Is the GOP Backing Away from Immigration Reform?


It was believed that immigration reform would be one of the biggest priorities for the Republican Party after losing the presidential election — and the Latino vote — in last year’s elections, but it appears that a slightly modified rhetoric is the only change to show at this time, the Los Angeles Times reports.

After the election, a memo from a Republican-aligned advocacy group, the Hispanic Leadership Network, outlined some fairly obvious suggestions to GOP members. ”Don’t use the term ‘anchor baby’ or phrases like ‘send them all back’,” the memo said. ”Do acknowledge that ‘our current immigration system is broken and we need to fix it.’”

While House Speaker John A. Boehner (R-Ohio) maintains that immigration reform is still an important subject for Republicans, it appears that the 2014 midterm elections are playing a large role in the lack of momentum for the topic. With conservatives pushing for hard-right voters in 2014, the Republican Party believes that the two years between midterm elections and the 2016 election is enough time to successfully woo Latino voters.

Additionally, the only immigration-based action by the party has been a measure to defund an Obama administration program to defer deportations of young Latinos, the LA Times reports. Though the measure failed to become law, it increased Latino resentment towards the party and raised questions as to whether rhetoric would be the only change after promises of policy shifts. And with the GOP aiming to become more inclusive to other minorities as well, including women and homosexuals, its lack of success has led many to question whether the party can successfully broaden its appeal.

“On the one hand, Republicans have improved their rhetoric and they’ve moved much more toward embracing immigration reform,” said Alex Nowrasteh, a policy analyst at the libertarian-leaning Cato Institute. “On the other hand, immigration reform was passed in the Senate and was dropped in the House of Representatives, and that makes them look like they’re opposed to reform, which in a way, they are.”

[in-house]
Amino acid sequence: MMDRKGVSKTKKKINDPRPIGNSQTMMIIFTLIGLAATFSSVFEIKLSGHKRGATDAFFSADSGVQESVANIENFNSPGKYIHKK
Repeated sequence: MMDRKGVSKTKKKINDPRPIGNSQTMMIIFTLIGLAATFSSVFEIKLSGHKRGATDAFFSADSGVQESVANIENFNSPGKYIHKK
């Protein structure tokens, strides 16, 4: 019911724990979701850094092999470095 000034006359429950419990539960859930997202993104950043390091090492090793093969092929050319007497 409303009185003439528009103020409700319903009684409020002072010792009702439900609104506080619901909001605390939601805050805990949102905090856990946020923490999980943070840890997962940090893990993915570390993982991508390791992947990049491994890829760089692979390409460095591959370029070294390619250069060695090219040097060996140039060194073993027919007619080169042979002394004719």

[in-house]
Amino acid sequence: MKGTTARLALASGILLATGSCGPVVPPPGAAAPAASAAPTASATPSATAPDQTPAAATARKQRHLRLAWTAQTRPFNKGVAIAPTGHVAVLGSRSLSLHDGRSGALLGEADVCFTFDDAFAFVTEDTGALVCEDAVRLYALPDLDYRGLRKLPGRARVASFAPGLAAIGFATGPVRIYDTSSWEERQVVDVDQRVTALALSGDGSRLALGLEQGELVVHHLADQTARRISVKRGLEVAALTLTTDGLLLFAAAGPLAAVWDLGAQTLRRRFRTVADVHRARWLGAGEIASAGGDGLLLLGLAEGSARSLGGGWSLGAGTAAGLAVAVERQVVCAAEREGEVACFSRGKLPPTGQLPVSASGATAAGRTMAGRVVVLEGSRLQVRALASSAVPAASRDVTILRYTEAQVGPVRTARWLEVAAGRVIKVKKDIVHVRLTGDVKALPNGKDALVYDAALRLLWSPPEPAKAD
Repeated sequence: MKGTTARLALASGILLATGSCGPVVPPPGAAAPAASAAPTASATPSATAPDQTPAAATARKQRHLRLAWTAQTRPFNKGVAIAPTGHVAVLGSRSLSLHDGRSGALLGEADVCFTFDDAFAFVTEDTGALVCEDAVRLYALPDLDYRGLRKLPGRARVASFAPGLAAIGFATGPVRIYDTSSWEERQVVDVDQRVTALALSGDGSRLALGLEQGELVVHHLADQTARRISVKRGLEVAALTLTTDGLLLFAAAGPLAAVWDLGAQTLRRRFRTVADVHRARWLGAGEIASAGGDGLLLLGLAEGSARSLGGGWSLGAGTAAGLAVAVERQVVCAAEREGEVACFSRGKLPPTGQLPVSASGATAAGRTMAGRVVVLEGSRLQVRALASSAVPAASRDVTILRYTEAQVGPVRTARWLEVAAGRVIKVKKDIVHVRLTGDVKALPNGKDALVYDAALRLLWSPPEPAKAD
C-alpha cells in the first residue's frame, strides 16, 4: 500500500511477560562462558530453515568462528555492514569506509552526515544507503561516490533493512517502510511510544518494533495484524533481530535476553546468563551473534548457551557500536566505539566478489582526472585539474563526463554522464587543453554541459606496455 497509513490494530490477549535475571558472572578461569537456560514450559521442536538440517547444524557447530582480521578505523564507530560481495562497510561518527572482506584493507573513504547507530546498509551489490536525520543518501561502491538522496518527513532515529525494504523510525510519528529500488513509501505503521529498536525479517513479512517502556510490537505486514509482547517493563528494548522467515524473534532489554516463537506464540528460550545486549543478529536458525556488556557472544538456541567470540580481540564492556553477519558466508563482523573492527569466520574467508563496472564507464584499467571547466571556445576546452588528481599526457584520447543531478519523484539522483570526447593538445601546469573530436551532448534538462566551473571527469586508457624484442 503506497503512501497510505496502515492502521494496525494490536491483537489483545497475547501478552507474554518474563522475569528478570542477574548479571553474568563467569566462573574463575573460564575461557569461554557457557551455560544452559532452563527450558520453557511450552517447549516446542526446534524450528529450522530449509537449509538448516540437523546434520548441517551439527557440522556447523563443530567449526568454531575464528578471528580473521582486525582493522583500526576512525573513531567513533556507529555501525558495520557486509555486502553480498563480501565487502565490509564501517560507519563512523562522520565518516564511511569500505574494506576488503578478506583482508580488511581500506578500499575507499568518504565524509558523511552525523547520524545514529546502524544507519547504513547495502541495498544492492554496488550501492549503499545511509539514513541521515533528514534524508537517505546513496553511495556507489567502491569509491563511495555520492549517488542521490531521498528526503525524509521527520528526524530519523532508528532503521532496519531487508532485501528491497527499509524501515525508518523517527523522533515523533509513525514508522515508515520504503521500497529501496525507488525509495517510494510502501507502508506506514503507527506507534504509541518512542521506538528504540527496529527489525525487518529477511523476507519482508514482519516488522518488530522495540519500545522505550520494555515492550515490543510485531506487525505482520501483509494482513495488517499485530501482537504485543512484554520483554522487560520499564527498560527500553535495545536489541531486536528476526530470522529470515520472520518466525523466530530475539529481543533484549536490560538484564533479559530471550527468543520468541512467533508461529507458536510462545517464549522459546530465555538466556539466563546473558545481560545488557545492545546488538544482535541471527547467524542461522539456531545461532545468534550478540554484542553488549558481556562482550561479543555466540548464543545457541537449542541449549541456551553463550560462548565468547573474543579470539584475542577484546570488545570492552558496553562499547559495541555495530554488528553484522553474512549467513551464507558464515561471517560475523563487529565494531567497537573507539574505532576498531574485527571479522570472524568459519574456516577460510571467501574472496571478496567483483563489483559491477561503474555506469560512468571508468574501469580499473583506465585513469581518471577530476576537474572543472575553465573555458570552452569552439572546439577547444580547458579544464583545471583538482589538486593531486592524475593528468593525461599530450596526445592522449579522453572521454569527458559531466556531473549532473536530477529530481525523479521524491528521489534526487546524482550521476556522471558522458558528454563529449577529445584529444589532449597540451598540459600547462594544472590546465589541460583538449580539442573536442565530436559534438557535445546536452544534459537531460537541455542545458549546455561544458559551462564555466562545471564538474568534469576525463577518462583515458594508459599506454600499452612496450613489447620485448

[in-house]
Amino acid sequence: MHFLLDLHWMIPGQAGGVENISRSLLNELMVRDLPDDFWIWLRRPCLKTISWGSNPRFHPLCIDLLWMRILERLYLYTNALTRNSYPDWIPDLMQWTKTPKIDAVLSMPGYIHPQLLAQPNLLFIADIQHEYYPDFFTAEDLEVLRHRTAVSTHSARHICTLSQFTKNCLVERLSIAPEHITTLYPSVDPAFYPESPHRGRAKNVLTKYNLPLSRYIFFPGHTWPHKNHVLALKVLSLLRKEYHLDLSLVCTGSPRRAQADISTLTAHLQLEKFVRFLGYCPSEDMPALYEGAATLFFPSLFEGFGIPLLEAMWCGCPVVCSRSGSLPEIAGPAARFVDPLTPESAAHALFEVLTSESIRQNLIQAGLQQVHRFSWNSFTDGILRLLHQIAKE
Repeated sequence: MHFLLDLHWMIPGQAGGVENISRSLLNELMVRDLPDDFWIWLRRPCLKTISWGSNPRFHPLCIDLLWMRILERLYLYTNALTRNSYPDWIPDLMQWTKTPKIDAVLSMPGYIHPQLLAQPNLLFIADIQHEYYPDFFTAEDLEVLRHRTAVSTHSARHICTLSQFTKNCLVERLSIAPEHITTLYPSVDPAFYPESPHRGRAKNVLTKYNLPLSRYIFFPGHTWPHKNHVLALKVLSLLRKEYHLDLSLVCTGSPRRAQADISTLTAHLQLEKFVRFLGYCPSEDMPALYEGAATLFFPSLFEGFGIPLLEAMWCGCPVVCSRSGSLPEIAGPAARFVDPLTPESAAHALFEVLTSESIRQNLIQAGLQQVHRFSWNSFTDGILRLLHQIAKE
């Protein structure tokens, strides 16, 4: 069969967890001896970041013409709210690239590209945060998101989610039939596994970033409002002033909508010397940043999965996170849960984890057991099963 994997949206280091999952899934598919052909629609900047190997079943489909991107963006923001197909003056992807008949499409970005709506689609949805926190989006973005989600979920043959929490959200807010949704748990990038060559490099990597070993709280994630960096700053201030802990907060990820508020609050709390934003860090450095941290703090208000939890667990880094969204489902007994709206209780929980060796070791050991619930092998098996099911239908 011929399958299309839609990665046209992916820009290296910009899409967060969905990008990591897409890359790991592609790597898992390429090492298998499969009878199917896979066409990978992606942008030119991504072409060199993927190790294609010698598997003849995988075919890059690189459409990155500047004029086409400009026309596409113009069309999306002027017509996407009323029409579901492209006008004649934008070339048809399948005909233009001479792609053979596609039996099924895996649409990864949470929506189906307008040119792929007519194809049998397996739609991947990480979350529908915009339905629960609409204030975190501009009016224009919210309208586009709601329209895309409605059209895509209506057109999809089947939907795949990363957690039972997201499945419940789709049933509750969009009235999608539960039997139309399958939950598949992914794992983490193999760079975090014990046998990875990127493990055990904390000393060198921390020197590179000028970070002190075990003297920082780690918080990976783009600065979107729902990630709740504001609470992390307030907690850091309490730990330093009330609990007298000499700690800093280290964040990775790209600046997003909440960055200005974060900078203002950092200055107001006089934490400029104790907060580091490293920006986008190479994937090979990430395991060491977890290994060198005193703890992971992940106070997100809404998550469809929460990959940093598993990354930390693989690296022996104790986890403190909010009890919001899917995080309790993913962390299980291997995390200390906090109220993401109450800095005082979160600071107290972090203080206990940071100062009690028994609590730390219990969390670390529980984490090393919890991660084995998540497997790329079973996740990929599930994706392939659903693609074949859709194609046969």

If Republicans hope to sway Latino voters, they’re going to have to find a way to come off as much more sincere in their efforts for immigration reform, otherwise they risk seeing a repeat of last year’s presidential election. In 2012, Mitt Romney lost the Latino vote by a whopping 44 percent margin, making it the largest Republican deficit since the Clinton era, while angering immigration advocates with comments about “self-deportation.”

The results of the 2012 election spurred Boehner to announce that Congress needed to act on a bi-partisan immigration overhaul, but the speaker has consistently rejected the senate’s sweeping overhaul of laws for a piece by piece approach. The LA Times reports that House GOP leaders have been working behind the scenes on a series of bills that would be brought forward next year, after the results of the midterm elections. Altogether, the series of bills would equal the sweeping changes of the Senate overhaul.

According to the LA Times, the bills include one which would provide a way for young people brought to the U.S. illegally as minors to become citizens while another would allow adult immigrants to apply for legal status. President Obama has been supportive of the House GOP’s approach in the early goings, using a Thanksgiving analogy last Monday to explain his stance.

“It’s Thanksgiving; we can carve that bird into multiple pieces,” Obama said. ”A drumstick here, breast meat there. But as long as all the pieces get done — soon — and we actually deliver on the core values we’ve been talking about for so long, I think everybody is fine with it.”

But that doesn’t mean that all House Republicans are supportive of piecemeal-style immigration reform, as some GOP members would rather use the months leading into midterm elections to focus on problems with the healthcare law. The LA Times also points out that changes in party rhetoric haven’t exactly been consistent, with Don Young (R-Alaska) using a racial slur to describe migrant workers who once worked on his family farm in California and Steve King (R-Iowa) saying that some young immigrants had ”calves the size of cantaloupes” from carrying drugs across the border.

While there’s no doubt that the Republican Party finds itself walking a fine-line between becoming more inclusive to minority voters while pleasing conservative voters, if last year’s presidential election is any indication, the GOP needs to firmly commit to a strategy or risk continuing to lose voters. Frank Sharry, executive director of America’s Voice, stated, “Boehner, if he kills off immigration reform, will be remembered as the speaker who killed the GOP.”

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